Iran and China are among the Biden’s administration’s top foreign policy challenges especially as the two get closer. Iran, overburdened by internal corruption, international sanctions and the worst coronavirus outbreak in the region, has turned east to China in the past year for economic and military support. Despite an acute debt crisis which has led Beijing to pull back from its massive Belt and Road Initiative, falling Iranian crude oil prices have enticed China to explore astute, even covert, alternatives for a guaranteed, discounted source of energy, undermining US policy in the process. In fact, the US Treasury sanctioned Chinese companies at least twice this year for trade with Iran.
China has been, since 2017, the world’s largest importer of oil and depends increasingly on the Middle East for it. It sees Iran as both a critical supplier of energy resources and participant in the BRI, its global infrastructure mega-project. China considers freedom of navigation in the Persian Gulf as critical to protecting its interests. But in 2020, Beijing purchased only 3 million tons of Iranian oil, down 77 percent from 2019.
The Biden administration offers hope that, with the return to a nuclear deal and the easing of sanctions, oil will begin to flow vigorously again. But barring systemic reform that will improve Western business confidence, Iran—and its leadership—is still reliant on Chinese economic engagement, especially with presidential elections approaching in June 2021.
The draft of an ambitious 25-year strategic deal with China (envisioning $400 billion worth of investment projects) leaked in July, signaled China’s intent to play a larger role in the region. This has coincided with other prominent leaders in the MENA-region turning to Beijing for grand infrastructure investments, looking to Saudi Arabia’s Vision 2020 and Syrian regime-led reconstruction as examples.
China controls 75 percent of Sudan’s oil industry, will start running Israel’s Haifa port in 2021 and has largely built new Cairo Capital’s central business district. However, these building blocks of influence, while yielding economic leverage, have not yet translated into substantial political clout. The deepening relationship will nonetheless infuse much needed investment in infrastructure, banks, communications, cybersecurity and intelligence, along with military cooperation in return for discounted oil and gas, offering the Iranian regime an economic—and certainly political— lifeline.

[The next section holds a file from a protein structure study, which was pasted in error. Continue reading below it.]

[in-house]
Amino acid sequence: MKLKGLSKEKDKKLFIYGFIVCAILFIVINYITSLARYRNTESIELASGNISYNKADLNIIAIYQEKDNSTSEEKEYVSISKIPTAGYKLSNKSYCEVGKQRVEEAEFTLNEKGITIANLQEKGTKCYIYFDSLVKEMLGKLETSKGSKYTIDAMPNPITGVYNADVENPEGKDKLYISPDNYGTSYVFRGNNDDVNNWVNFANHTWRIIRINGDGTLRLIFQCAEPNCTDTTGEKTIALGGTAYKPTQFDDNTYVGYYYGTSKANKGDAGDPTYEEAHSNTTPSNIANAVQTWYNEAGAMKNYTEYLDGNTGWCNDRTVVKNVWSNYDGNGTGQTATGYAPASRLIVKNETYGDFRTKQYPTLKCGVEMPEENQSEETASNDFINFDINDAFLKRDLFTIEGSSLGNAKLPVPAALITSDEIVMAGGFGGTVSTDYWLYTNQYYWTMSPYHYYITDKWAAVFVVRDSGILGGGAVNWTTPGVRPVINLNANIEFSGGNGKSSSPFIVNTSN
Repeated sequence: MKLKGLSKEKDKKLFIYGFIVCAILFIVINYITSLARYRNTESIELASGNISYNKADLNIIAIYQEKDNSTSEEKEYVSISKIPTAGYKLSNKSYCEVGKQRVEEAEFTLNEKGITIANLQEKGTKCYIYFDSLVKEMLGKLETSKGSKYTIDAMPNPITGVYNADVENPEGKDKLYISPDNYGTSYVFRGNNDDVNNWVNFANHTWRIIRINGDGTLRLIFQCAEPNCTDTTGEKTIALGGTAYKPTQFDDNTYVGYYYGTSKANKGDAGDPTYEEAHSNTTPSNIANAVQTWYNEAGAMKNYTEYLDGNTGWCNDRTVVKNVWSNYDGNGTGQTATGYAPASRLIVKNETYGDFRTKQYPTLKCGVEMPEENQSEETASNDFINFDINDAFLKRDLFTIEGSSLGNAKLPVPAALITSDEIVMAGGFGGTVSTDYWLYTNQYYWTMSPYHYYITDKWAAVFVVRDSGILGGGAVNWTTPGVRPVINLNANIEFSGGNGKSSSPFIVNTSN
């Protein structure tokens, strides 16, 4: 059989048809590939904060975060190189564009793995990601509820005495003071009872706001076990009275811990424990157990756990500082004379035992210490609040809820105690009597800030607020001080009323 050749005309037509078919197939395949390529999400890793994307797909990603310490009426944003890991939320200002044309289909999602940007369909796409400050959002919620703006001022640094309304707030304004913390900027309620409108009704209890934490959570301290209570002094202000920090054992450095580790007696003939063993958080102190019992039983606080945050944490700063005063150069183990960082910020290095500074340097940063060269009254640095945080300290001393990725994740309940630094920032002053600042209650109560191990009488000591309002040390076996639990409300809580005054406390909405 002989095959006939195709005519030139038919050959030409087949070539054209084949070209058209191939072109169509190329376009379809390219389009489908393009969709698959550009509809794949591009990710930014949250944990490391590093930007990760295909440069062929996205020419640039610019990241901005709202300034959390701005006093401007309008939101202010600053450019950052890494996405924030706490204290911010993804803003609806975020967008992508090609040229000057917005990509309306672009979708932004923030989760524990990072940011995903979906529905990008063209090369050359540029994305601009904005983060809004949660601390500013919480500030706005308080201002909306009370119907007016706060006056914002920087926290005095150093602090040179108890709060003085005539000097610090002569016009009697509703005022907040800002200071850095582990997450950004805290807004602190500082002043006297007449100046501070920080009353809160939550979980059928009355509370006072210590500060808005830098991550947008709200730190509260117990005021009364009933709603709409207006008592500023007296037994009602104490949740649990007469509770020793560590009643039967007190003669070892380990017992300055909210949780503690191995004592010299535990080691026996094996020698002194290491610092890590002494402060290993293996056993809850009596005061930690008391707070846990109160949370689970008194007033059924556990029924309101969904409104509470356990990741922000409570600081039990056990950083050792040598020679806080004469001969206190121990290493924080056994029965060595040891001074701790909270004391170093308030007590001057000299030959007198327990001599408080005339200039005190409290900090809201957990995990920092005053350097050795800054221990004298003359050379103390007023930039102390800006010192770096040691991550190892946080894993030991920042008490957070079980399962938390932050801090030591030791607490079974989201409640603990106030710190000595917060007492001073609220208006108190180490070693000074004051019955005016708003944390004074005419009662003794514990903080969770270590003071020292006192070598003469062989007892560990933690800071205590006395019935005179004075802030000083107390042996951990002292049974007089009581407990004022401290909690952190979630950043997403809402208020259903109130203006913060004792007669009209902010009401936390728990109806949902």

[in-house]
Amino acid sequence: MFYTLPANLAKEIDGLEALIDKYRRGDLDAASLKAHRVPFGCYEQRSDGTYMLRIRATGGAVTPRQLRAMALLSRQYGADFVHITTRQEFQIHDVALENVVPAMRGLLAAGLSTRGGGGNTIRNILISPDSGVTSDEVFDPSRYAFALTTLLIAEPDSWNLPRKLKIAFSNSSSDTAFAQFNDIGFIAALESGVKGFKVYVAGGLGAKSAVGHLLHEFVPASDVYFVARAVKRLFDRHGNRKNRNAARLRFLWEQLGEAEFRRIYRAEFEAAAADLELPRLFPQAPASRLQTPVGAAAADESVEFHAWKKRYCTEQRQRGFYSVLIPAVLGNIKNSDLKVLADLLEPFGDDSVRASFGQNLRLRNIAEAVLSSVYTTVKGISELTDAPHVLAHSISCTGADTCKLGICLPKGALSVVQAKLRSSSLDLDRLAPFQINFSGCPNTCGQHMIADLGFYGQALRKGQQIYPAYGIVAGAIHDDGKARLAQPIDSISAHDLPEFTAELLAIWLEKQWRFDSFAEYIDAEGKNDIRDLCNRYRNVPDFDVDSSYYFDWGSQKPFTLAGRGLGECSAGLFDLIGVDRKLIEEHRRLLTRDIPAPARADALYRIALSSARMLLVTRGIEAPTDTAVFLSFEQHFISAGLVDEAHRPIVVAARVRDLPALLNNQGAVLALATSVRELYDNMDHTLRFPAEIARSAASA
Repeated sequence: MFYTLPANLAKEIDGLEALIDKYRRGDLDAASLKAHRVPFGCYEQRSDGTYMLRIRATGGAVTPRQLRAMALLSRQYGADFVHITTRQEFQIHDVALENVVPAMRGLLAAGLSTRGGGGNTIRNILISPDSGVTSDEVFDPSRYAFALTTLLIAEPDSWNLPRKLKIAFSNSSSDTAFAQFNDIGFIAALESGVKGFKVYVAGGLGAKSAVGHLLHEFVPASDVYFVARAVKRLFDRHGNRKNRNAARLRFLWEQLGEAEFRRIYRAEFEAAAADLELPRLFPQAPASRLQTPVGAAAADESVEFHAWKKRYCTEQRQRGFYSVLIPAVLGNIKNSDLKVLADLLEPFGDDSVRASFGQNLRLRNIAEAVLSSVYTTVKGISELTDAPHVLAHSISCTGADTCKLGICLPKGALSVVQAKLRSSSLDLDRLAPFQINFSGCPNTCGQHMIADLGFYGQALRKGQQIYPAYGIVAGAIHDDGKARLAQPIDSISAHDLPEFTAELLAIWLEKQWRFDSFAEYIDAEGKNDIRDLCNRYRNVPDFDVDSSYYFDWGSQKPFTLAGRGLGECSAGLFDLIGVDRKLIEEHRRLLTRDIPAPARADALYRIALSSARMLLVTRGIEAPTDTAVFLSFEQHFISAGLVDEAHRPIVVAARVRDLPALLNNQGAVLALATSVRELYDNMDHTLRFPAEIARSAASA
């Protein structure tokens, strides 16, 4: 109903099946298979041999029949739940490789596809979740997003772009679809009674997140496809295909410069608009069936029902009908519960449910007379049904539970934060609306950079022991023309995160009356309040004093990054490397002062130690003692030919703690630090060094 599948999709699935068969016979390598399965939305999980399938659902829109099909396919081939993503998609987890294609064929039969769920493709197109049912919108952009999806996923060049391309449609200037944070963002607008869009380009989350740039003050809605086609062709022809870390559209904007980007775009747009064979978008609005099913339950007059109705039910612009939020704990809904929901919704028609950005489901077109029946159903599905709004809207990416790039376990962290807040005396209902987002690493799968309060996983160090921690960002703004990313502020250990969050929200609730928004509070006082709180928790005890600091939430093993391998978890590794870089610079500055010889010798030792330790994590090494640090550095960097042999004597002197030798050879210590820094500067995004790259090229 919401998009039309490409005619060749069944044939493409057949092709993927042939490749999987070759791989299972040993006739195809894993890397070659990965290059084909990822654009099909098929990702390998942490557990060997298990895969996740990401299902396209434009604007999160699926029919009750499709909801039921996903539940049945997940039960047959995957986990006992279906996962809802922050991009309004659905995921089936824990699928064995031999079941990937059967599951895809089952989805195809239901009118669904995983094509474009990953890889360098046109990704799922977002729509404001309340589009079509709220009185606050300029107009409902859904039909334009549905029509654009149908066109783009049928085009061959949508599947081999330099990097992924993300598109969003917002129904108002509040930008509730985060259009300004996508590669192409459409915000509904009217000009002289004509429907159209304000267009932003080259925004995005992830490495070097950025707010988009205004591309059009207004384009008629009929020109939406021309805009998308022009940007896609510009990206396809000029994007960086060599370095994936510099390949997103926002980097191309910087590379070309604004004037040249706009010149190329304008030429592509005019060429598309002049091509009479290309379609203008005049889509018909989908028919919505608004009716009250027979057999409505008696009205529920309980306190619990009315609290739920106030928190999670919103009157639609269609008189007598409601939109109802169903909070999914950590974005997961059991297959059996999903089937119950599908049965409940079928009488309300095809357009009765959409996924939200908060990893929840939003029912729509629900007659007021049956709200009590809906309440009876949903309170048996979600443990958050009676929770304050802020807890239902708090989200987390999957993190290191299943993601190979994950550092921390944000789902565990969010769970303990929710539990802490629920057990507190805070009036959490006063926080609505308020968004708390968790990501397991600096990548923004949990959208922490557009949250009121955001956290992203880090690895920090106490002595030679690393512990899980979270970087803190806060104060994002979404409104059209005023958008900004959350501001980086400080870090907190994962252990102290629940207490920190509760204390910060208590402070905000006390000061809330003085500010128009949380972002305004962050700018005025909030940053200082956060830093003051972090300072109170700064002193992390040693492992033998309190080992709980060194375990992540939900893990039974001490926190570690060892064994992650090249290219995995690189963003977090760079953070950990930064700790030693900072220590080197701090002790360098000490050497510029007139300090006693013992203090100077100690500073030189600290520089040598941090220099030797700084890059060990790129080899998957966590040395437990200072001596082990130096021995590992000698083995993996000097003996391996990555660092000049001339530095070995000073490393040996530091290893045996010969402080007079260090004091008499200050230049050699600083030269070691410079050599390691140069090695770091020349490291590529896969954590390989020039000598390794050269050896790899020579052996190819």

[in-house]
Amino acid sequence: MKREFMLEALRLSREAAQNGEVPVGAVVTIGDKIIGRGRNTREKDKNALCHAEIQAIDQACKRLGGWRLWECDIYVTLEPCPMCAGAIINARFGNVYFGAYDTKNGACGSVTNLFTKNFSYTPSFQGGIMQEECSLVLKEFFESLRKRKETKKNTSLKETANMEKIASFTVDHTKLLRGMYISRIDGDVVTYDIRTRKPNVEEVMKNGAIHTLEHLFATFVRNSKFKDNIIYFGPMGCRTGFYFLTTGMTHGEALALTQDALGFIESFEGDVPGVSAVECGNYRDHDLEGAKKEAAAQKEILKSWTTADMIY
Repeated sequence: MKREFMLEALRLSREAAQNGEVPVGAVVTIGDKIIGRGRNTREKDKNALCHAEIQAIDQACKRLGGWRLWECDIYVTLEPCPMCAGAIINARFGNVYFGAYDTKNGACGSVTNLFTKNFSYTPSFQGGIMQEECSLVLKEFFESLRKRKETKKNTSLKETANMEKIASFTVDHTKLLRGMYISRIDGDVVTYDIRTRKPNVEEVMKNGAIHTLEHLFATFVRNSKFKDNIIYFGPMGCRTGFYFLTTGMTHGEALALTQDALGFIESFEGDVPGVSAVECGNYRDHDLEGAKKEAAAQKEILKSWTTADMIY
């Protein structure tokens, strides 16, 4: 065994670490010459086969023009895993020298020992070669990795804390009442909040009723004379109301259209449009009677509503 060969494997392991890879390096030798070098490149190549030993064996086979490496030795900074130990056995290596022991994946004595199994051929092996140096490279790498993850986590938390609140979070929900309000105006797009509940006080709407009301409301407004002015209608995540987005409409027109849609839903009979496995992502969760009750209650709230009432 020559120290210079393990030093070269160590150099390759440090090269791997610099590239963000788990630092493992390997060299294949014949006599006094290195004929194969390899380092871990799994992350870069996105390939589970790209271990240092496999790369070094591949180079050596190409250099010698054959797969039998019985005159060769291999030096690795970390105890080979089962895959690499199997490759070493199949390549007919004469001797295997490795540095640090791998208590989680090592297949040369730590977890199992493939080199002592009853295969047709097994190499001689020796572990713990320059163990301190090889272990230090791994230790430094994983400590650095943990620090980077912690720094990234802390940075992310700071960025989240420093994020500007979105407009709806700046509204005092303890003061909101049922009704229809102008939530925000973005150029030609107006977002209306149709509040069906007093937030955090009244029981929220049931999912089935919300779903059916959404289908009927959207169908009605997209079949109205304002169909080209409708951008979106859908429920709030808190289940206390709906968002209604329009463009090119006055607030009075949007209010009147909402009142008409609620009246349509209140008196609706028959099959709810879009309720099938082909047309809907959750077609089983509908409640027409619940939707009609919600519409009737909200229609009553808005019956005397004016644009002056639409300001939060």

Today, Iran is cash-strapped and the economy is in shambles. The IMF predicted a 6 percent contraction of the economy while inflation hovers around 34 percent. The rial has lost 85 percent of its value since 2018, hitting an all-time low against the dollar in October. The country has also recorded a staggering number of coronavirus cases—over a million—and more than 50,000 deaths in a country of 80 million. The health system is on its last legs with shortages of equipment, supplies and personnel.
China is expected to profit from the billion-dollar infrastructure projects; it will also gain a strategic foothold on the Belt and Road corridor linking with major markets in Asia, Europe and Africa. But, rather than alleviate the suffering of ordinary Iranian by revitalizing the economy and alleviating poverty, China’s financial involvement in Iran has only strengthened the regime’s grip on power. Anger and dissent over the economy in the last year sparked increasingly brutal repression by the regime. The resulting consolidation of the repressive state apparatus will ultimately further curtail the livelihood and freedoms of Iranian citizens.
What is likewise significant about the partnership is that both China and Iran have broader regional and global ambitions and they are foes of the US. Though China has already challenged the US in East Asia, the Middle East—and indeed Iran—may become the new battlefield for a confrontation between the two.
China providing resources to Tehran’s sanctions-afflicted economy can only bolster Iran’s theocratic, repressive and kleptocratic regime that is presently squeezed. Tehran’s leadership is still reeling from the after-shock of repeated nationwide protests and desperate for a well-choreographed presidential election next June. The influx of cash may have initial, remedial effects of improving the purchasing power of Iranians by reducing hyperinflation, but the high will be fleeting.
In the long-run, it will serve to constrain citizen’s livelihood and economic wellbeing, and, more importantly, further erode the civil liberties of ordinary Iranians with investments bolstering IRGC controlled sectors, wealth pilfered and funneled to domestic elite and destabilizing regional exploits. Local pushback against China’s encroachment has already manifested themselves in public awareness campaigns of its nefarious impact like the hashtags “Don’t sell Iran” and “Chinese Turkemenchay.”
Though these may have little impact on regime policies, they signal, in a context where dissent is not tolerated, growing discontent with the regime. This realization is that the potential economic lifeline provided will only perpetuate underlying economic mismanagement and corruption as the regime emerges stronger, more confident and more authoritarian.